Is Sodium Ascorbate Better Than Ascorbic Acid?
Ascorbic acid has been known as an important vitamin to build up resistance and to strengthen the immune system. While it can also be attained by eating fruits and vegetables, ascorbic acid is more popular in drugstores as a dietary supplement in single or in combination types. Ascorbic acid is usually prescribed in individuals – young and old, to prevent cough and colds. Doctors also use it as an adjunct with other medications (e.g. cough and colds and antibiotic) to speed up healing.
Ascorbic acid is a good choice as a daily supplement. However, with stomach irritation as its major side-effect some vitamin C users tend to use sodium ascorbate – a counterpart on ascorbic acid.
So, does this mean that sodium ascorbate is really better than ascorbic acid?
Sodium ascorbate VS ascorbic acid
Indications or uses
Sodium ascorbate is also used as a food additive. It is an antioxidant preservative useful for the conservation of color, taste and for the prevention of carcinogenic substance that can affect the food.
As a dietary supplement, sodium ascorbate is an antioxidant similar to ascorbic acid. These two are indicated for individuals with vitamin C deficiency to prevent scurvy. These supplements tend to increase body resistance to infections and stress. Sodium ascorbate and ascobic acid are employed to prevent colds. Not only that these vitamins can promote fast wound healing, sodium ascorbate and ascorbic acid can also prevent anemia, bone fractures and vulnerability of the small blood vessels.
Both sodium ascorbate and ascorbic acid should be used in precaution to individuals with hyperoxaluria – a condition of excessive production of oxalate which is not good for the kidneys. Both supplements are also to be used in precaution with people who have liver impairment, G6PD deficiency, cancer and diabetes.
High doses of ascorbic acid or sodium ascorbate can cause insulin resistance that may lead to hyperglycemia or an increased in sugar levels in the blood.
Both supplements are not recommended to be taken in large doses during pregnancy for there had been reports, although rarely, of scurvy in infants upon childbirth.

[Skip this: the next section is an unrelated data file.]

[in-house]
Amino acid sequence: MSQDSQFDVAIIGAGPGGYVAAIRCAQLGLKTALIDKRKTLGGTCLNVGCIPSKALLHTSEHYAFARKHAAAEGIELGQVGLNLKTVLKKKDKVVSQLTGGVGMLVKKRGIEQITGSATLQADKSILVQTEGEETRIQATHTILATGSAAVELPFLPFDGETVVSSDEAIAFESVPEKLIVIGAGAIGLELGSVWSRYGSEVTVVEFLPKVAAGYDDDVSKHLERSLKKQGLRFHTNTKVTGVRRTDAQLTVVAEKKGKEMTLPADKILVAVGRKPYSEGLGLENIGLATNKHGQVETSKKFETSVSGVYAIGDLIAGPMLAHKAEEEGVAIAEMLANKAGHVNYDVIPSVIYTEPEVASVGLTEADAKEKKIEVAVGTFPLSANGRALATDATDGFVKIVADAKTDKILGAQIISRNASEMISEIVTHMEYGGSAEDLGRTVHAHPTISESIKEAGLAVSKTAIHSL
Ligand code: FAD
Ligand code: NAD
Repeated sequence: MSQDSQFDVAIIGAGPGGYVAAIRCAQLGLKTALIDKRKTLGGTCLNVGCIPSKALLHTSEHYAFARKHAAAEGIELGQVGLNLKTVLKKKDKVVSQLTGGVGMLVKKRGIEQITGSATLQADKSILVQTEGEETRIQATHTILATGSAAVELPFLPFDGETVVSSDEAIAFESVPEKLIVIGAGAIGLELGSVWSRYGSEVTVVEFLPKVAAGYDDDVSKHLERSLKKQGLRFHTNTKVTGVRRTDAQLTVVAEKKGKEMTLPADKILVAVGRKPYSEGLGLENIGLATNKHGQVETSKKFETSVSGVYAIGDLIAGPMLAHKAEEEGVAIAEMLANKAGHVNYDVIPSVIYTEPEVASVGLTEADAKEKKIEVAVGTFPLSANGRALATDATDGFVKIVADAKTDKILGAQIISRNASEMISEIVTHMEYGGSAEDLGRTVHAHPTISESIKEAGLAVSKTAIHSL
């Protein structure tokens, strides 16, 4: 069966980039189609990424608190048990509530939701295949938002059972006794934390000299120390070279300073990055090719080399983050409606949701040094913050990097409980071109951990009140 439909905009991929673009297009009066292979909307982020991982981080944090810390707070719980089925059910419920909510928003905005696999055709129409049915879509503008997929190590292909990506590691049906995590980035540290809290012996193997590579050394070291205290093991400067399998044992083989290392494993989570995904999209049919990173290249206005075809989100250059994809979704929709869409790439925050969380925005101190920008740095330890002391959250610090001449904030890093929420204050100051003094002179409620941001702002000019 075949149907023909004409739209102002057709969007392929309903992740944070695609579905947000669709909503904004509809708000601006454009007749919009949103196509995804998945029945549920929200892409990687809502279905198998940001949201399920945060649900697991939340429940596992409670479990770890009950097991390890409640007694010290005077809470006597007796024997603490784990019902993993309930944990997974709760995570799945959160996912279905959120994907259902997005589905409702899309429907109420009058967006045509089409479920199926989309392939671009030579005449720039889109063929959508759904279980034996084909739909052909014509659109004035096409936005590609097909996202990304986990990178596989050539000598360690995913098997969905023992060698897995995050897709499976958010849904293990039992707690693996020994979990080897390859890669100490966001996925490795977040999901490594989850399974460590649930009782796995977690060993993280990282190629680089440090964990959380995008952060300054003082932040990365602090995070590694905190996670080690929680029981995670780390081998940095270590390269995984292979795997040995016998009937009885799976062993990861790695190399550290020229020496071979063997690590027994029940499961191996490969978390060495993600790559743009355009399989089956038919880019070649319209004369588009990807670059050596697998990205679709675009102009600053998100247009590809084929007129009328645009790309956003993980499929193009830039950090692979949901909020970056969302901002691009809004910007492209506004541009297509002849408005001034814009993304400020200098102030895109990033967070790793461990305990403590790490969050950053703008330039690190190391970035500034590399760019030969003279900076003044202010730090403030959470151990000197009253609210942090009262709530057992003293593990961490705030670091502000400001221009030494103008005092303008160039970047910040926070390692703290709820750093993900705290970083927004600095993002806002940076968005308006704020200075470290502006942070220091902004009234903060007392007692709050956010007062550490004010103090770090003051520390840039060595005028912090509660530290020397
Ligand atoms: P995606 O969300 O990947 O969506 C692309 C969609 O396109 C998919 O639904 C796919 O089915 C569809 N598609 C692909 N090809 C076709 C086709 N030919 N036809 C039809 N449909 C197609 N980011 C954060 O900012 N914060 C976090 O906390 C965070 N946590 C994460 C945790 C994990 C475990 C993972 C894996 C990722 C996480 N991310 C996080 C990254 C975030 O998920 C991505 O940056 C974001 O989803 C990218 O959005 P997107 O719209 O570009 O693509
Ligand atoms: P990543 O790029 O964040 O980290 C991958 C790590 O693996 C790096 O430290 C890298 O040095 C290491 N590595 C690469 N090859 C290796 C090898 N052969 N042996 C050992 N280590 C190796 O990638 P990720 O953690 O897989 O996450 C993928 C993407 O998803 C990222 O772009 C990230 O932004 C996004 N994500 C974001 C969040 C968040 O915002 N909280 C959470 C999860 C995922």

Individuals who have haemochromatosis – a disorder resulting from too much iron in the GIT should not take sodium ascorbate or ascorbic acid. As vitamin C, both supplements can increase absorption of iron in the body.
Ascorbic acid is to be used in caution with people who have stomach ulcers. On the other hand, sodium ascorbate is also to be taken carefully in hypertensive people for it contains sodium.
Ascorbic acid has been known to cause gastric ulceration in susceptible individuals. But, similar to sodium ascorbate, ascorbic acid can also cause kidney stones and diarrhea in high doses.
Both ascorbic acid and sodium ascorbate can increase the concentration of ethinyl estradiol – a component in an oral contraceptive pill. While both dietary supplements can hinder the effect of anticoagulant drugs such as aspirin, warfarin and others, these two can also boost the absorption of iron.
So, is sodium ascorbate better than ascorbic acid?
Sodium ascorbate contains ascorbic acid in combination with sodium. What makes sodium ascorbate special is its alkaline content that counter-balances the acidity of ascorbic acid. Because sodium ascorbate is usually in capsule form, it also dissolves faster than ascorbic acid which is generally in tablet type.
Compared to ascorbic acid, sodium ascorbate stays longer within the body (about 12 to 14 hours) which can be beneficial for its antioxidant value. More to this, because of ascorbic acid’s acidic nature, more of it is flushed down from the body. Only 25 percent of ascorbic acid is consumed by the blood stream unlike sodium ascorbate which can be absorbed for about 95 percent.
Considering the side effect, both of the dietary supplements have the same consequences. The good news, these untoward reactions such as diarrhea or kidney stones can only be possible in an overdose. In addition, kidney stones can only be probable for susceptible individuals. This issue also goes with the sodium content in sodium ascorbate. As long as the sodium consumed by the body is monitored and if sodium in sodium ascorbate does not add up to other sources of sodium like in food (salt) or in other medications (diclofenac sodium, sodium bicarbonate etc.) sodium ascorbate may still be beneficial even for hypertensive people.
Image by the author
Although, sodium ascorbate may not irritate the stomach, there are enteric coated types of ascorbic acid that has become a solution for this problem. More to this ascorbic acid is cheaper than sodium ascorbate. What makes sodium ascorbate better than ascorbic is its availability - its capacity to stay longer inside the body for its antioxidant benefits. Individuals may bear in mind that more is not good. There are a lot of vitamin C sources such as fruits, vegetables and juices. If a person may think that he has enough vitamin C for his needs, sodium ascorbate or ascorbic acid supplements may not be necessary.
For Knoji by Phoenix Montoya @ April 19, 2012
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